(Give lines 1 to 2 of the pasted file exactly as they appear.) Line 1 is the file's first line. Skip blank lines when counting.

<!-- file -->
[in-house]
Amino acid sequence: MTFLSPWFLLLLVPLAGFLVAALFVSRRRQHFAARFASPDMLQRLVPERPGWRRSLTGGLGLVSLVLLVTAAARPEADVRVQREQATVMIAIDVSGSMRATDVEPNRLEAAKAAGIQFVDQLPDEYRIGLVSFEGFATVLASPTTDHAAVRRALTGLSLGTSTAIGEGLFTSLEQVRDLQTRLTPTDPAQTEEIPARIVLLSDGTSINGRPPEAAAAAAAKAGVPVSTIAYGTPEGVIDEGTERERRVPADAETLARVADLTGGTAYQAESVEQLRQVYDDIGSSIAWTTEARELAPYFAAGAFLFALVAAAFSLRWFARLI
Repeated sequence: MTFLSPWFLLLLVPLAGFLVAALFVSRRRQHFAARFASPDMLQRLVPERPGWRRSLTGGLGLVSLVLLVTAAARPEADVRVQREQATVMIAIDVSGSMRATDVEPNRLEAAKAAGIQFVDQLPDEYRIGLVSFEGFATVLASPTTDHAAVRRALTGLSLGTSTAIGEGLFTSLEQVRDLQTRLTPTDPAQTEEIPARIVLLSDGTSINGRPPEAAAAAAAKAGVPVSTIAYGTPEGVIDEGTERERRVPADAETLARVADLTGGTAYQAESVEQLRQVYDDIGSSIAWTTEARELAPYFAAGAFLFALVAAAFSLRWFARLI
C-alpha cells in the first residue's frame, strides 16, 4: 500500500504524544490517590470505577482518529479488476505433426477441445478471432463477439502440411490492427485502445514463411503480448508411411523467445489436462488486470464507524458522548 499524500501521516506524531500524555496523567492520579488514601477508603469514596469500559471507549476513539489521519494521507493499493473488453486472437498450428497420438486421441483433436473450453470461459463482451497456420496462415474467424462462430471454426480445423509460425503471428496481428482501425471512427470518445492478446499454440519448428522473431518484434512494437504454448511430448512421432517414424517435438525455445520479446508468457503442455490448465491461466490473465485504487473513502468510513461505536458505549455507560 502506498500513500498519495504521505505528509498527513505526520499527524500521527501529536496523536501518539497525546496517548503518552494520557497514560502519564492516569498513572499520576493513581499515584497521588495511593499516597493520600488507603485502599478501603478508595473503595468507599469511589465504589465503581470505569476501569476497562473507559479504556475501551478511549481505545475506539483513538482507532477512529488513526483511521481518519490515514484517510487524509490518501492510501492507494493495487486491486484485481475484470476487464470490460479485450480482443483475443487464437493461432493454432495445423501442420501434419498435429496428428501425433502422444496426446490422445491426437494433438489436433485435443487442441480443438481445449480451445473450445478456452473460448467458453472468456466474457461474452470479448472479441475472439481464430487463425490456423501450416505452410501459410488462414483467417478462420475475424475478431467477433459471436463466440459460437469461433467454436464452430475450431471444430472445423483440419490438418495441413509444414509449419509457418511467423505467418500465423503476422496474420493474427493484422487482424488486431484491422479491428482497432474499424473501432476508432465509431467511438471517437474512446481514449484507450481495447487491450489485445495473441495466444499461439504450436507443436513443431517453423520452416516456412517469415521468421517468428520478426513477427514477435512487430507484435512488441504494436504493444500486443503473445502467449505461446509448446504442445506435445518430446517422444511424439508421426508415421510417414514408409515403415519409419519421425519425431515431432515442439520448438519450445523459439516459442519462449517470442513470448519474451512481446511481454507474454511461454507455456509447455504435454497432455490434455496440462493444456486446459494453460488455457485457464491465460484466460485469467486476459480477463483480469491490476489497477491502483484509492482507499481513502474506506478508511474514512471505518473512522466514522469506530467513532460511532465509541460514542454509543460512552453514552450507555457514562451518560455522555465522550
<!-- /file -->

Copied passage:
[in-house]
Amino acid sequence: MTFLSPWFLLLLVPLAGFLVAALFVSRRRQHFAARFASPDMLQRLVPERPGWRRSLTGGLGLVSLVLLVTAAARPEADVRVQREQATVMIAIDVSGSMRATDVEPNRLEAAKAAGIQFVDQLPDEYRIGLVSFEGFATVLASPTTDHAAVRRALTGLSLGTSTAIGEGLFTSLEQVRDLQTRLTPTDPAQTEEIPARIVLLSDGTSINGRPPEAAAAAAAKAGVPVSTIAYGTPEGVIDEGTERERRVPADAETLARVADLTGGTAYQAESVEQLRQVYDDIGSSIAWTTEARELAPYFAAGAFLFALVAAAFSLRWFARLI